All statistical analyses were performed using the SAS software package (ver. 9.4, SAS Institute Inc., Cary, NC, USA). Statistical significance was assumed when the p-value was less than 0.05.

RESULTS AND DISCUSSION

Distribution of quality grade by carcass yield index

Analysis of variance and post-hoc test were performed using CYI to analyze its distribution by MQG. The means of CYI according to 1+, 1, 2, and 3 of MQG were 68.64±2.02, 68.85± 1.94, 68.62±5.88, and 70.99±3.32, respectively (Table 1). Grade 3 was significantly different from grade 1+, 1, and 2, whereas grade 1+, 1, and 2 were not significantly different from each other (Figure 1). MQG of 1+, 1, and 2 were correlated to CYG of B, while the MQG of 3 correlated to CYG of A. Therefore, it appeared that the lowest grade of meat quality matched the highest grade in CYI, and better quality meat was obtained at lower yields. This is consistent with a previous study that showed that a high amount of carcass limits the high level of MQG [10]. The numbers of bulls, cows, and steers in the best grade (1+ grade) of Hanwoo were 0 (0%), 2 (6%), and 32 (94%), respectively (Figure 2). In general, most of the bulls showed low-quality grade with high carcass yield, while over half of the steers were in the upper level of MQG and less than 10% of steers belonged to the 3 MQG. The majority of cows were distributed over an MQG of either 1 or 2. The above distributions are consistent with a previous study showing that a high level of meat quality is observed in the order of steer, cow, and bull [22].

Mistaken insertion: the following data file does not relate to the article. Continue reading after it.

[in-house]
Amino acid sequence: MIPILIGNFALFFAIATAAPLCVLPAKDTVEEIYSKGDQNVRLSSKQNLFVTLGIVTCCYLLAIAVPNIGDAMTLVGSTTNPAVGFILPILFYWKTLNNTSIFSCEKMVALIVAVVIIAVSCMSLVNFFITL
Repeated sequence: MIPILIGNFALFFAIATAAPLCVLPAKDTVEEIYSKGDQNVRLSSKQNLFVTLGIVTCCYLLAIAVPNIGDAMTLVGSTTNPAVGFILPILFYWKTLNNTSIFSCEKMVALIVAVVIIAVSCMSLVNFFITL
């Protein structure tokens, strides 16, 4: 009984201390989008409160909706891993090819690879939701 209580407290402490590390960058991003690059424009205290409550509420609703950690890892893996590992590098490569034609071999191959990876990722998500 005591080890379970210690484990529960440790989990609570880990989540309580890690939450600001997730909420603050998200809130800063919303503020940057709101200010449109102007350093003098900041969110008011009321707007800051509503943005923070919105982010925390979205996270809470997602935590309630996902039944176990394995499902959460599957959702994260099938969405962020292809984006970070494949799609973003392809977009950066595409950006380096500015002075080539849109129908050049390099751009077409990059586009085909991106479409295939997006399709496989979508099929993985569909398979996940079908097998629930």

Prediction of quality grade by using pre- and post-deboning data

DFA was applied to investigate the possibility of using pre- and post-deboning data in classifying meat quality by gender. The discrimination accuracy with 7 pre-deboning variables for a total number of data regardless of gender was 64.6%, and those for 1+, 1, 2, and 3 MQG were 58.9%, 59.1%, 57.3%, and 83.2%, respectively (Table 2). The significant variables in discrimination were moisture, WHC, shear force, and backfat thickness in order. This result is consistent with the fact that the marbling score differs by the moisture contents [5,23], and the shear force is a determinant factor affecting MQG [24]. When 24 post-deboning variables were applied, the total discrimination accuracy was 59.7% and accuracy was 70.6%, 53.0%, 43.6%, and 71.5% for 1+, 1, 2, and 3 MQG, respectively (Table 3). The weights of retail cuts, bone, top round, chuck, body fat, hind-leg bone, striploin, brisket, hind-shank, rib, loin, blade, fore-leg bone, doggy bone, bottom round, fore-shank, hanging tender, and tail were significant variables affecting meat grade classification in order [25]. Overall, despite the larger number in post-deboning variables than in pre-deboning, the DF based on pre-deboning variables showed high classification ability, and this might be possible because grading carcass yield and meat quality were carried out before the deboning [26].